Poor quality of air could be one of the reasons why there is a drop in human fertility, say researchers. Fertility issues, especially in men, have spiked over the last few decades.
Scientists from the Chinese University of Hong Kong have now found that certain type of particles in the air that are less than 2.5 microns – one millionth of a metre – in size are impacting human sperm production, reports Science Alert. While this reported effect is small, it could potentially affect a couple's chances of conceiving.
The team studied sperm donated by 6,475 subjects living in Taiwan to understand the effect of PM2.5 – particulate matter at 2.5 microns – on the health of human sperm.
Between the years 2001 and 2014, donors' sperm were studied for their health as part of a routine medical examination. Using this data, the researchers looked at the air quality around the area where each person lived based on the date when they donated their sperm.
The samples were taken over a period of two years, notes the report, three months apart to match with sperm cycles that normally range between 40 to 100 days.
They found that with every increase of five micrograms in particulate matter (PM) per cubic metre, there was an associated one percent drop in proportion of normal to abnormal sperm. "Given the ubiquity of exposure to air pollution, a small effect size of PM2.5 on sperm normal morphology may result in a significant number of couples with infertility," said Dr Xiang Qian Lao of the Chinese University of Hong Kong, one of the researchers.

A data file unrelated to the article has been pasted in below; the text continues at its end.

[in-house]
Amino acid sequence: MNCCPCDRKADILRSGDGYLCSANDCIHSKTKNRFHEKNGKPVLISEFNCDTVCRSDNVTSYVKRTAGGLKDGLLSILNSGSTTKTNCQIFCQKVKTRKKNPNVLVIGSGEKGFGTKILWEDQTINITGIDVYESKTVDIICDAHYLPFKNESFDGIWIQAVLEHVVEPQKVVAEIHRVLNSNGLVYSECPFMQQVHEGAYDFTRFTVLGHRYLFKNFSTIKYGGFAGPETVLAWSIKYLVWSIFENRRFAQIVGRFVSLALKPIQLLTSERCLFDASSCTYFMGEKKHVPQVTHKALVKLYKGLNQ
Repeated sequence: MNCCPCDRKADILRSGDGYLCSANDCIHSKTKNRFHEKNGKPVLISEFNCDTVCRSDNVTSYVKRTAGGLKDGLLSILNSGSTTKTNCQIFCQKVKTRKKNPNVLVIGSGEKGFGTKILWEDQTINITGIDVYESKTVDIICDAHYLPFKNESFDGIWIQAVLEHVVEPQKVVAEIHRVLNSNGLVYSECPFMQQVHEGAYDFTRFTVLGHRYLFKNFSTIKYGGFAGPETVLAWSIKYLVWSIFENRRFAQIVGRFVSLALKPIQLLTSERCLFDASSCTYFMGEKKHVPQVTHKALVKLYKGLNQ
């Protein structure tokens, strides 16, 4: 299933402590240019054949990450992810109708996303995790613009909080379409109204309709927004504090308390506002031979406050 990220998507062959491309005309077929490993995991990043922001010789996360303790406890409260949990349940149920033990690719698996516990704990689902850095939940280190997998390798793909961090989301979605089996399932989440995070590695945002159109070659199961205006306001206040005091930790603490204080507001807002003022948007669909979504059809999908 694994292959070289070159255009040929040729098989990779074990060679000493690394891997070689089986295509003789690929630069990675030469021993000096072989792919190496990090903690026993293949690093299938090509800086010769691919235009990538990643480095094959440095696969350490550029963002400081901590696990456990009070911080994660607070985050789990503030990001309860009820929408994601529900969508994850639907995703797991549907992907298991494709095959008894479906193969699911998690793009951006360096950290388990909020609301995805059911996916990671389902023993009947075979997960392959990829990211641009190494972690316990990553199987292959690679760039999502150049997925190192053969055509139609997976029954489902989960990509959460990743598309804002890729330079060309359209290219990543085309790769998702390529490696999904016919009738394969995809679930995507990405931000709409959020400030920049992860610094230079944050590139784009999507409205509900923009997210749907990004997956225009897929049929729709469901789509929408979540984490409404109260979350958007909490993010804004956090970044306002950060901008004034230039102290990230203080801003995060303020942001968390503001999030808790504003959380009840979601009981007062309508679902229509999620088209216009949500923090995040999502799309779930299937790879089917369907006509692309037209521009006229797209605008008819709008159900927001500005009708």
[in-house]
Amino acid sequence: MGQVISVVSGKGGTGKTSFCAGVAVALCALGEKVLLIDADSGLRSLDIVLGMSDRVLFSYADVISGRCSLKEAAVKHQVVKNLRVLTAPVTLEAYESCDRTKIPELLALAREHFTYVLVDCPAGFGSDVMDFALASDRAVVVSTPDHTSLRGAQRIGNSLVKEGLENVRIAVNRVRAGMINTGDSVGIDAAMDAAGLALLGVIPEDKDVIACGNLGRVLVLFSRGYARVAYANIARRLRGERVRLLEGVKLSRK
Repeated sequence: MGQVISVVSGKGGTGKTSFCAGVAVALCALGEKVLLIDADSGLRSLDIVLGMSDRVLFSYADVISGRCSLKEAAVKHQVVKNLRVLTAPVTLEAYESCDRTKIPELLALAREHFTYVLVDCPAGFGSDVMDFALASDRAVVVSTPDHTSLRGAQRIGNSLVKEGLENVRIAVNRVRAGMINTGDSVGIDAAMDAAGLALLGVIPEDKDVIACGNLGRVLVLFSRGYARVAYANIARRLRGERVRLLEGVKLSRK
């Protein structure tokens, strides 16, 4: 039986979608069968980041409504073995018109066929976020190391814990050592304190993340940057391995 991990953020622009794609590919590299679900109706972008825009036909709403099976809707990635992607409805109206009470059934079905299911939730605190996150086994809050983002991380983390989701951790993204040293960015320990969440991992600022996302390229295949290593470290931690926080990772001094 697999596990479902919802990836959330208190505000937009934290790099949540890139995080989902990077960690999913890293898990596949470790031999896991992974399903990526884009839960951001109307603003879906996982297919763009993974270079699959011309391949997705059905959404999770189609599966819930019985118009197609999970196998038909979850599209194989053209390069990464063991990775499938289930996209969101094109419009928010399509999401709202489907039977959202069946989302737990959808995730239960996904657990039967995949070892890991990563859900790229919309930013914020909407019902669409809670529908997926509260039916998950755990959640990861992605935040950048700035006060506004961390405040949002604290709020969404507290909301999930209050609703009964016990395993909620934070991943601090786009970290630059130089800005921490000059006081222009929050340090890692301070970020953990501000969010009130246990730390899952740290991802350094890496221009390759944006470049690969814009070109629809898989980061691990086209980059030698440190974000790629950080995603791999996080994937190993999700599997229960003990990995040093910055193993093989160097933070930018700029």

The effect remained even after discounting for alcohol and smoking, say the researchers. Coming home to PM 2.5 was putting men to the bottom 10 percent of sperm concentration norms. "Although the effect estimates are small and the significance might be negligible in a clinical setting, this is an important public health challenge," said Xiang Qian Lao.
Researchers in an earlier, unrelated study found that there are a number of factors that can cause this dip in sperm count. Experiments showed that exposure to particulate matter (PM) containing heavy metals and polycyclic aromatic hydrocarbons, affected sperm count in laboratory animals. For humans, the results were found to be inconsistent.
The current study has so far established a correlation between poor air quality and drop in sperm count, but they are yet to fully find if there is any direct link between particular pollutant and its effect on sperm, points out the SA report.